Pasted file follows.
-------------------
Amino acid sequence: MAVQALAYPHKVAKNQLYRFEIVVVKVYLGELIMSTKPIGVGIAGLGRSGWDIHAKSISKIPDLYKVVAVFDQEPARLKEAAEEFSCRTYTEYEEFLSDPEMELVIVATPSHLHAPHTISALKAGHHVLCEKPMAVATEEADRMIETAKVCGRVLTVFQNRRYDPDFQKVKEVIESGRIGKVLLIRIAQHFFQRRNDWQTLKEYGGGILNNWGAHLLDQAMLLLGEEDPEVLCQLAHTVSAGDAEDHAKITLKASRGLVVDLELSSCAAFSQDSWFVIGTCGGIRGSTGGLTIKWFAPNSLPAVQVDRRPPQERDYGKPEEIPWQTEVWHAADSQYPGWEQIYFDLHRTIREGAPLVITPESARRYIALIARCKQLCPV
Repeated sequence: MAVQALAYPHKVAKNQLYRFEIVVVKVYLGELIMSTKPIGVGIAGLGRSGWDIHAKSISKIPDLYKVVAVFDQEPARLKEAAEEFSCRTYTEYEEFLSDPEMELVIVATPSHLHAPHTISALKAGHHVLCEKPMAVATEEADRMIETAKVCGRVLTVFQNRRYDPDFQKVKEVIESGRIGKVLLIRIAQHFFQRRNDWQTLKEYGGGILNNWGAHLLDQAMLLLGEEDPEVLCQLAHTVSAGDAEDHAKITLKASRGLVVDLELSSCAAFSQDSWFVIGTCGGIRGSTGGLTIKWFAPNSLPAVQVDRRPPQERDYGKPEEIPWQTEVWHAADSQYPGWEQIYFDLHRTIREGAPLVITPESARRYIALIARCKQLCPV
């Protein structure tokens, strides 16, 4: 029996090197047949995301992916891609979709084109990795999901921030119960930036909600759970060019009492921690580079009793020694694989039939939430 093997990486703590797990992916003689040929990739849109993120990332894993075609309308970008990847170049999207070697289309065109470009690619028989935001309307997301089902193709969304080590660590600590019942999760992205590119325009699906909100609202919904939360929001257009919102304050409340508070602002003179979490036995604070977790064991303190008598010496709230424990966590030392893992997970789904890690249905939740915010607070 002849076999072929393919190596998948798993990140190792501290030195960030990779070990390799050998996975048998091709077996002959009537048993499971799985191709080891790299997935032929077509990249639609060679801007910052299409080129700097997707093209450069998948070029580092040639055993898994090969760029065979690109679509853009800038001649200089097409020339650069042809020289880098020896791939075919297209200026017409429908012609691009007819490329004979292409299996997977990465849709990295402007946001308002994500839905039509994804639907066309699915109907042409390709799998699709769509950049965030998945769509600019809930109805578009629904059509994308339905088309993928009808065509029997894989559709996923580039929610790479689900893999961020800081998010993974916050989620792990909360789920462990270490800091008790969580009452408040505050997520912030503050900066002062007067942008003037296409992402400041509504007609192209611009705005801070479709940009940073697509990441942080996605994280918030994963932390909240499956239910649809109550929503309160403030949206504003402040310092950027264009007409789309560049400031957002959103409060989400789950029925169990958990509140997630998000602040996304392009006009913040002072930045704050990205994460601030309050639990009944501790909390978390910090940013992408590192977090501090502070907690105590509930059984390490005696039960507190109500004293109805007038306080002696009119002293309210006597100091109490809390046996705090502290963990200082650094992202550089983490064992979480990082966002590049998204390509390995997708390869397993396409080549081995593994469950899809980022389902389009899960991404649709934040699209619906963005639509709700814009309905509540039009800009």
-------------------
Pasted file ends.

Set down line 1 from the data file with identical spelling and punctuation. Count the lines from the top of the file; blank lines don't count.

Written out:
Amino acid sequence: MAVQALAYPHKVAKNQLYRFEIVVVKVYLGELIMSTKPIGVGIAGLGRSGWDIHAKSISKIPDLYKVVAVFDQEPARLKEAAEEFSCRTYTEYEEFLSDPEMELVIVATPSHLHAPHTISALKAGHHVLCEKPMAVATEEADRMIETAKVCGRVLTVFQNRRYDPDFQKVKEVIESGRIGKVLLIRIAQHFFQRRNDWQTLKEYGGGILNNWGAHLLDQAMLLLGEEDPEVLCQLAHTVSAGDAEDHAKITLKASRGLVVDLELSSCAAFSQDSWFVIGTCGGIRGSTGGLTIKWFAPNSLPAVQVDRRPPQERDYGKPEEIPWQTEVWHAADSQYPGWEQIYFDLHRTIREGAPLVITPESARRYIALIARCKQLCPV